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Best of Fred Renzey

Gaming Guru

 

Wean Yourself Off the Even Money Habit at Blackjack

10 April 2005

What do you do when you have blackjack and the dealer has an Ace up? If you're like 95% of the blackjack players I've seen, you'll take even money. By settling for even money, the player is guaranteed a profit equal to the amount of his bet regardless of whether the dealer turns out to have blackjack or not.

Most people don't recognize that there's nothing special about the even money offer -- it merely amounts to taking insurance on your blackjack. Here's how that works.

Say you bet $20 on your hand and are dealt a blackjack when the dealer happens to have an Ace up. If you want insurance, you'd normally put $10 (half your bet) in the insurance ring and the dealer would then check her hole card. If she has blackjack too, your hand and hers will tie. But you'll have won your $10 insurance bet at 2-to-1 payoff odds and be paid $20 there.

Now, if the dealer doesn't have blackjack, you lose your $10 insurance bet, but your blackjack beats the dealer and gets paid 3-to-2 odds or $30 -- again, a $20 net profit. Since insuring a blackjack will net a one-bet profit no matter what happens, the house just cuts through the red tape and offers an even-money payoff right up front.

Being guaranteed a winner in the face of a possible push is such an attractive offer that very few players will turn it down. The problem is, even money is a bad bet that will end up costing you extra chips over time.

Savvy players realize if they just sit tight with their blackjacks against an Ace up, the times they get paid 3-to-2 combined with the times they push will make more profit than even money. But the average sucker just can't bring himself to turn down a sure thing and possibly end up getting nothing for such a beautiful hand.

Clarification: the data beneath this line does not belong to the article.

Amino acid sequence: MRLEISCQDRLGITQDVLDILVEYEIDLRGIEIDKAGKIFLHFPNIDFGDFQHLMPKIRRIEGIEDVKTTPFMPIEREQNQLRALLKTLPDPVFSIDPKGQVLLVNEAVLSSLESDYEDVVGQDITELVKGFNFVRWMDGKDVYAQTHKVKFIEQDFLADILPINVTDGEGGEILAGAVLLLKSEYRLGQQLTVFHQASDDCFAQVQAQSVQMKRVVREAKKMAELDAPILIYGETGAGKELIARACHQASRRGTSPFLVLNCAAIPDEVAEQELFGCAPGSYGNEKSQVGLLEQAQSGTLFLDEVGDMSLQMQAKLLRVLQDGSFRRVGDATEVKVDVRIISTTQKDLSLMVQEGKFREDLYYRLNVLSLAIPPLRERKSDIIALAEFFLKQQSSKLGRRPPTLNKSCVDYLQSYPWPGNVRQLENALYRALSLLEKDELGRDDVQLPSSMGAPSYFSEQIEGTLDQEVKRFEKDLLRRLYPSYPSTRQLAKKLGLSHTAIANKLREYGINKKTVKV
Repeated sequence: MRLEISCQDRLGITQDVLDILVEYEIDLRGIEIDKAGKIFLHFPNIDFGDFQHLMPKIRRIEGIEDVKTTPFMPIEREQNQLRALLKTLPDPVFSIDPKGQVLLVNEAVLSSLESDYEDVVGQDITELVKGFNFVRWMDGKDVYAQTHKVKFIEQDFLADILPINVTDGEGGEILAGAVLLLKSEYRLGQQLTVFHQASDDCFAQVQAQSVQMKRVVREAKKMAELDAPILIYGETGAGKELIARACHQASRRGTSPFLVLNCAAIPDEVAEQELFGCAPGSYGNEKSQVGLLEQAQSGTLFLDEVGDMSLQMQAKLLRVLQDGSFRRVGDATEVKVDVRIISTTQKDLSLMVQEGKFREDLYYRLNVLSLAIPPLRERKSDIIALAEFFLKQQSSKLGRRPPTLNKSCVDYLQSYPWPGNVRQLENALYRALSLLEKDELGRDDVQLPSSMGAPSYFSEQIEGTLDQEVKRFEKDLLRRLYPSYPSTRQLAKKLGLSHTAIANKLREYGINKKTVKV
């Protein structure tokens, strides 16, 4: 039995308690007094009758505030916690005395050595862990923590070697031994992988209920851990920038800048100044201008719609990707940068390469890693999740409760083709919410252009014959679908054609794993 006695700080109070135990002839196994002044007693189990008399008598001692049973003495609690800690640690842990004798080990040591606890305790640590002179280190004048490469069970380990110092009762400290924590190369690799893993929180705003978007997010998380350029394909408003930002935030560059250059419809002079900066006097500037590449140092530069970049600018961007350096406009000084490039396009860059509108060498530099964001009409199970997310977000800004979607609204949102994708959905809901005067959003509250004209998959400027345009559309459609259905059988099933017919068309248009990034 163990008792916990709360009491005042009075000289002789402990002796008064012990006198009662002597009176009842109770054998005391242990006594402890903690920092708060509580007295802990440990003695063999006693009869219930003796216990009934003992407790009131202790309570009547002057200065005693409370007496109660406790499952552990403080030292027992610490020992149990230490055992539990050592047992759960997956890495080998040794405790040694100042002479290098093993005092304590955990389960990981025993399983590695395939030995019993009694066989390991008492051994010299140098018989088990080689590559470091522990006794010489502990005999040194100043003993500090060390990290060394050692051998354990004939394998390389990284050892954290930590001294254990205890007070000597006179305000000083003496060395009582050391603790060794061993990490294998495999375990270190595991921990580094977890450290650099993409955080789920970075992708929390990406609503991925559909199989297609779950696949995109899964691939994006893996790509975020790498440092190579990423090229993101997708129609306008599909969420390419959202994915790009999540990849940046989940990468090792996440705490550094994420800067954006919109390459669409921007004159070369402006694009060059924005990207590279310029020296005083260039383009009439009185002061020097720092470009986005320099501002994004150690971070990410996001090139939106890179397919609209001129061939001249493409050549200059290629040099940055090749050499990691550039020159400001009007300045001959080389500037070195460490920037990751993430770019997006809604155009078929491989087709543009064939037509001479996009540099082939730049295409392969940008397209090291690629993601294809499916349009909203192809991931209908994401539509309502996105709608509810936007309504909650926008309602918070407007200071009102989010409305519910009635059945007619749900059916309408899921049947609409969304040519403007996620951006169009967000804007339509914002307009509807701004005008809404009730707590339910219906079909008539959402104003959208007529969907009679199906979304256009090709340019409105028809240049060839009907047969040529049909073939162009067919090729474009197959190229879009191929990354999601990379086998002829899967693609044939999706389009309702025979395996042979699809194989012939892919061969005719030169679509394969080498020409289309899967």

These are the players today's lesson is designed to help. First of all, understand that you don't really have to get sucked into even money to be assured of making a profit with your blackjack against a dealer's Ace. That's because whenever the dealer has an Ace up, you can always insure for less -- even if you have blackjack! And the less insurance you take over time, the better off your bankroll will be.

So the next time you've got a $20 blackjack against a dealer's Ace showing, toss a measly $5 chip out onto the insurance ring. From that instant, the worst you can do is win ten bucks. That's what'll happen if the dealer has blackjack (the hands push and you get paid $10 on your $5 insurance bet). If she doesn't have blackjack, your $5 insurance bet loses and you get paid $30 for your blackjack. So doing things that way, you net either $10 or $25. and it'll usually be the $25. Technically, it's still the wrong play, but you're only giving the house half the percentage you would be if you took even money and you know for certain you'll get paid something.

Once you grow comfortable with the concept, you can begin insuring your blackjacks for less and less. Next time, toss maybe just $3 out there for your $20 blackjack. Now you'll win either $6 or $27. What you're doing is gradually weaning yourself off a bad habit.

Of course, you can do this with any size bet for any amount less than half your wager. With a $100 blackjack against an Ace up, for example, you could take, say, $10 worth of insurance and win either $20 or $140 depending upon whether the dealer has blackjack. If you took $20 worth of insurance, you'd net either $40 or $130. The key is that 9 times out of 13, you'll win the larger amount, which is the reason why you really shouldn't take any insurance at all -- even money included. But that's for another day in your future, when you've become a more complete and disciplined player.

Fred Renzey
Fred Renzey is a high-stakes, expert poker player. On a daily basis he faces--and beats--some of the best players in the country in fierce poker room competition. Now for the first time, Renzey offers his perceptive insights on how to play winning poker. For Fred's 13-page blackjack booklet "Ace/10 Front Count", send $9 to Fred Renzey, P.O. Box 598, Elk Grove Village, IL, 60009

Books by Fred Renzey:

Blackjack Bluebook II

> More Books By Fred Renzey

Fred Renzey
Fred Renzey is a high-stakes, expert poker player. On a daily basis he faces--and beats--some of the best players in the country in fierce poker room competition. Now for the first time, Renzey offers his perceptive insights on how to play winning poker. For Fred's 13-page blackjack booklet "Ace/10 Front Count", send $9 to Fred Renzey, P.O. Box 598, Elk Grove Village, IL, 60009

Books by Fred Renzey:

> More Books By Fred Renzey